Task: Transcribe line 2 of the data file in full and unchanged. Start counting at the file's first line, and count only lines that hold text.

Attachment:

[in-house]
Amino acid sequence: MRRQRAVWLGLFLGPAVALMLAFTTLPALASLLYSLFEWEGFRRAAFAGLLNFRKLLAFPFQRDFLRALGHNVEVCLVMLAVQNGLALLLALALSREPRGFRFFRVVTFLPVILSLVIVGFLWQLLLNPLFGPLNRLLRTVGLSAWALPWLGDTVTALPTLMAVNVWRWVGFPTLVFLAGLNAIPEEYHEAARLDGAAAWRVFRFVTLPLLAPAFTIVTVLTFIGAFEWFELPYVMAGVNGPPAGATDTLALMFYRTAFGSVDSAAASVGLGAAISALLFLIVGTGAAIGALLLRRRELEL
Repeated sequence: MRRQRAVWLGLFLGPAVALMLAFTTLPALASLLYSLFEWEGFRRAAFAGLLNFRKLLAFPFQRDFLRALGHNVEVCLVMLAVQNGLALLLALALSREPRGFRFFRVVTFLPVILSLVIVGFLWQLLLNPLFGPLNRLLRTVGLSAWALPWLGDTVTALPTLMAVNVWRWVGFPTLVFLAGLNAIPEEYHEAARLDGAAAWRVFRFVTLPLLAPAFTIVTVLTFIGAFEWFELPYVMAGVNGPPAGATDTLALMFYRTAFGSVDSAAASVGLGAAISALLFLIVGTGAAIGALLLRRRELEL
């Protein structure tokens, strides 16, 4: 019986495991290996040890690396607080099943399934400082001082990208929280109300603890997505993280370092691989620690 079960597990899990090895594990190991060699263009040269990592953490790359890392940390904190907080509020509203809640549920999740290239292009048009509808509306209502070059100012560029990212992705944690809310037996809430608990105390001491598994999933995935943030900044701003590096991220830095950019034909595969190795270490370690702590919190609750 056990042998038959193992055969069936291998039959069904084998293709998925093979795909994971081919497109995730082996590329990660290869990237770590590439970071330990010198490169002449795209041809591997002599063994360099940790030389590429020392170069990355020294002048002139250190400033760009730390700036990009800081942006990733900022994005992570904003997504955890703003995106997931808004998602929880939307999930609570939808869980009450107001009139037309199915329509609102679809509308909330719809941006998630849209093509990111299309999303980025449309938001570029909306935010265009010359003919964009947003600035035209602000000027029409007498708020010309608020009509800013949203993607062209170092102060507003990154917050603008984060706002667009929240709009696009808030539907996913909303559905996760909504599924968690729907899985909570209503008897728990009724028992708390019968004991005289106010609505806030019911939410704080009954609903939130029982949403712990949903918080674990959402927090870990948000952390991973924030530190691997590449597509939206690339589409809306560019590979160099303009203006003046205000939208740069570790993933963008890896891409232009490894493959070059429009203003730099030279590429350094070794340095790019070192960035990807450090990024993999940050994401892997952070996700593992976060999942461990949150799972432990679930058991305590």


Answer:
Amino acid sequence: MRRQRAVWLGLFLGPAVALMLAFTTLPALASLLYSLFEWEGFRRAAFAGLLNFRKLLAFPFQRDFLRALGHNVEVCLVMLAVQNGLALLLALALSREPRGFRFFRVVTFLPVILSLVIVGFLWQLLLNPLFGPLNRLLRTVGLSAWALPWLGDTVTALPTLMAVNVWRWVGFPTLVFLAGLNAIPEEYHEAARLDGAAAWRVFRFVTLPLLAPAFTIVTVLTFIGAFEWFELPYVMAGVNGPPAGATDTLALMFYRTAFGSVDSAAASVGLGAAISALLFLIVGTGAAIGALLLRRRELEL